- I've been contacted by an estate genealogist. What do I need to know before signing the disclosure contract?
Once an estate genealogist has identified you, he or she will offer you a disclosure contract and a representation mandate for the liquidation of the estate.
Only once the disclosure contract has been signed and the notary has taken a number of steps will the genealogist be able to provide you with information on the size of the assets and the details of the devolution, provided that he or she has the necessary information: one of the aims of the mandate is to take these steps. It is likely that, at the time of contacting you, the genealogist is unaware of the size of the estate and, above all, the number of heirs (i.e., the devolution, i.e., your share).
Typically, the contract guarantees that you will only accept the estate in the event of a positive inheritance, and that the genealogist will only be remunerated on a percentage of the inheritance due to you. No sum of money can be claimed from you.
The CGP estate genealogist, signatory to the Notary/Genealogist Charter, always complies with legal provisions, in particular the French Consumer Code: you have no costs to advance; you remain in control of your interests; his responsibility as an agent and his professional reputation are engaged.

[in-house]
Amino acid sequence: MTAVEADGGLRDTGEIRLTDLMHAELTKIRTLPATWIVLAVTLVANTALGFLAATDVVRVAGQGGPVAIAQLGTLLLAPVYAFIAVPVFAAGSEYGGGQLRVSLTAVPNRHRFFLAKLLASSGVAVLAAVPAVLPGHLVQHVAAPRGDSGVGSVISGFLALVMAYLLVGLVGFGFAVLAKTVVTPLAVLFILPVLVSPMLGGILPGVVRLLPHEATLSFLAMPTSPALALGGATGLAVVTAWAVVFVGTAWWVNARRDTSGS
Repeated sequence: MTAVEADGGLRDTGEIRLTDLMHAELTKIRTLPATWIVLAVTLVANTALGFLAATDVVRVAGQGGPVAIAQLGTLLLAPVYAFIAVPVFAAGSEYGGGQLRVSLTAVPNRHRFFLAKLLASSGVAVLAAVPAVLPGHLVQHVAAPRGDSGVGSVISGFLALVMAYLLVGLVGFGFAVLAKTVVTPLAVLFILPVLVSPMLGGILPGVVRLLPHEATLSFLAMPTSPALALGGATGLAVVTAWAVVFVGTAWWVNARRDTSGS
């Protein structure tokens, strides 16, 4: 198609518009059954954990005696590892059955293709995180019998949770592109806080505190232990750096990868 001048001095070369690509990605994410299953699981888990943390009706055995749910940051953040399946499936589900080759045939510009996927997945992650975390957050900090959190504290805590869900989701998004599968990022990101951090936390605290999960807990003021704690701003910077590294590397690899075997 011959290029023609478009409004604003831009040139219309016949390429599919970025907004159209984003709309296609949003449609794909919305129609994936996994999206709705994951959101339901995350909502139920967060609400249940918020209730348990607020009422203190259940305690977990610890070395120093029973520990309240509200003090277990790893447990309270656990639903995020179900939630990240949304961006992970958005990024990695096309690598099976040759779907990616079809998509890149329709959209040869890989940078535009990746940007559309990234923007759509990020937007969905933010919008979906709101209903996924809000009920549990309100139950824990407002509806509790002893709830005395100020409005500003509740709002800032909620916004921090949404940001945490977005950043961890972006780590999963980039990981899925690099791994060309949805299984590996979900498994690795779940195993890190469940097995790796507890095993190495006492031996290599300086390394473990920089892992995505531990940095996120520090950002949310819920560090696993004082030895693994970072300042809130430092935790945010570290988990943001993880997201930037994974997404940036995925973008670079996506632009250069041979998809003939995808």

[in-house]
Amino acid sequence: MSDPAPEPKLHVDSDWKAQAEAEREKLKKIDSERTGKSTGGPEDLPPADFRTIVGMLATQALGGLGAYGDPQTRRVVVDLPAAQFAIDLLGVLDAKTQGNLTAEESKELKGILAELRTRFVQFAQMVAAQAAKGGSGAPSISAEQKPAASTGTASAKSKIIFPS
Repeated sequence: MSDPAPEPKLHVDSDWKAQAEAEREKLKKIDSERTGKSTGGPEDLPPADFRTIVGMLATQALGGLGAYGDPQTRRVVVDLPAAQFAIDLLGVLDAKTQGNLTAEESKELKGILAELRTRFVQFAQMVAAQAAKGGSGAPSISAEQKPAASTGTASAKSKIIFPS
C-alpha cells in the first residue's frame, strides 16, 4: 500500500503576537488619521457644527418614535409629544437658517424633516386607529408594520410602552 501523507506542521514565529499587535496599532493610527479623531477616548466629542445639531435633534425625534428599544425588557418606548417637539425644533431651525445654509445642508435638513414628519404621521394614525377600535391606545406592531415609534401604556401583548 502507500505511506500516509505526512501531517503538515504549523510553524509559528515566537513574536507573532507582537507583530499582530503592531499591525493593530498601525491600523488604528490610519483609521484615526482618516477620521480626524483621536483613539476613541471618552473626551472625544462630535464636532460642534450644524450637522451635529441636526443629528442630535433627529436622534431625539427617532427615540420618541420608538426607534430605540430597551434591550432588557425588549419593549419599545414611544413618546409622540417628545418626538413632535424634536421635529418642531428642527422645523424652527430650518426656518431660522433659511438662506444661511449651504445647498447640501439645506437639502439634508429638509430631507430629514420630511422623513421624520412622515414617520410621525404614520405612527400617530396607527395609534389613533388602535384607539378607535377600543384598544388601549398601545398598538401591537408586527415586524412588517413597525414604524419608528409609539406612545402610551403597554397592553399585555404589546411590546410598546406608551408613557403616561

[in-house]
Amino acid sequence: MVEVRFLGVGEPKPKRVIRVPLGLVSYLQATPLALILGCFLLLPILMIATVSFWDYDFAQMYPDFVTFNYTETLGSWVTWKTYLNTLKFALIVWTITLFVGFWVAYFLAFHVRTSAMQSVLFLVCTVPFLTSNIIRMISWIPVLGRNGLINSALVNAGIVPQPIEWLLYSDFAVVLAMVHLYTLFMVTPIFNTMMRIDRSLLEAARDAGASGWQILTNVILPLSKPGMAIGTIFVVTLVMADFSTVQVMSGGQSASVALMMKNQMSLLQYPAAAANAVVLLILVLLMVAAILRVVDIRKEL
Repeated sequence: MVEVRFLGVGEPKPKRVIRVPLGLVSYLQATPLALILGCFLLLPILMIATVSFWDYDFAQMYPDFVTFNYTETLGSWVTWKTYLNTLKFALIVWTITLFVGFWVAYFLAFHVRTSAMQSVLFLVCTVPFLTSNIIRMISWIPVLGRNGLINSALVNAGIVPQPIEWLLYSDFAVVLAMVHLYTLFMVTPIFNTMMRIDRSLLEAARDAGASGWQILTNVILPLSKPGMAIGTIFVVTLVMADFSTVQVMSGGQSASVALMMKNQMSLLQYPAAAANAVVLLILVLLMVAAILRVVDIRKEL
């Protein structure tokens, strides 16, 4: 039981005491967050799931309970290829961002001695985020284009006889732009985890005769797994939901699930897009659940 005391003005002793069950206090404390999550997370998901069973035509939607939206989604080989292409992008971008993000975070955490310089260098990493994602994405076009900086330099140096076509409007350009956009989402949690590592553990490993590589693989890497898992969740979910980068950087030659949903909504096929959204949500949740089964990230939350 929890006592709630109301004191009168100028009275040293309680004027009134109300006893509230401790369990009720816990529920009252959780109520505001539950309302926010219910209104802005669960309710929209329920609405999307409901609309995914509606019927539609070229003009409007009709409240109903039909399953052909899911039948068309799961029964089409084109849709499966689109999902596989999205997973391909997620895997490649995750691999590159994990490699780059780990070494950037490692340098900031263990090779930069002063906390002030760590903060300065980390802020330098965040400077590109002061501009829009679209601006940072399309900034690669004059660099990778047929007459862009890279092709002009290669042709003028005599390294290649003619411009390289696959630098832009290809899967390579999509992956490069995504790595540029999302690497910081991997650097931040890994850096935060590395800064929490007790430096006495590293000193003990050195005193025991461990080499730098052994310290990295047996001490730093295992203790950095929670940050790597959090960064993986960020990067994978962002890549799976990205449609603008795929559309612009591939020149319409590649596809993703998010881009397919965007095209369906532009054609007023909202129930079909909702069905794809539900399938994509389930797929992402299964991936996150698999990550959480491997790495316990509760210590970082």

- What should I do if I have a dispute with a professional genealogist?
The contract presented to you by a CGP genealogist has generally been validated over the course of his practice, with his various clients, their advisors (lawyers, notaries) and you yourself may have introduced special conditions. Difficulties may nevertheless arise during execution, whether in terms of surcharges, certain procedures, deadlines…
In this case, after rereading the contract, you should first seek an amicable solution, using if necessary a formal notice (to inform you, to return the funds collected, etc. within two weeks, with the threat of denunciation of the contract, legal action, etc.) by registered letter with acknowledgement of receipt, with a copy, if necessary, to the notary concerned and to the co-heirs.
In the absence of a result, and in the case of a CGP-affiliated genealogy firm, you can contact the CGP to ask it to intervene with its member, initially in an amicable manner, or even to take disciplinary action, in order to resolve the dispute. In the event of our member being held liable, our professional insurance may be called upon to intervene.
If the CGP fails to rectify the problem, you can appeal to :
51 chemin des Grands Moulins
In the absence of an amicable solution, you can contact the Direction Générale du Contrôle de la Concurrence (DGCCRF), or take your case to court (depending on the size of the dispute), or, in serious cases (embezzlement, etc.), file a complaint.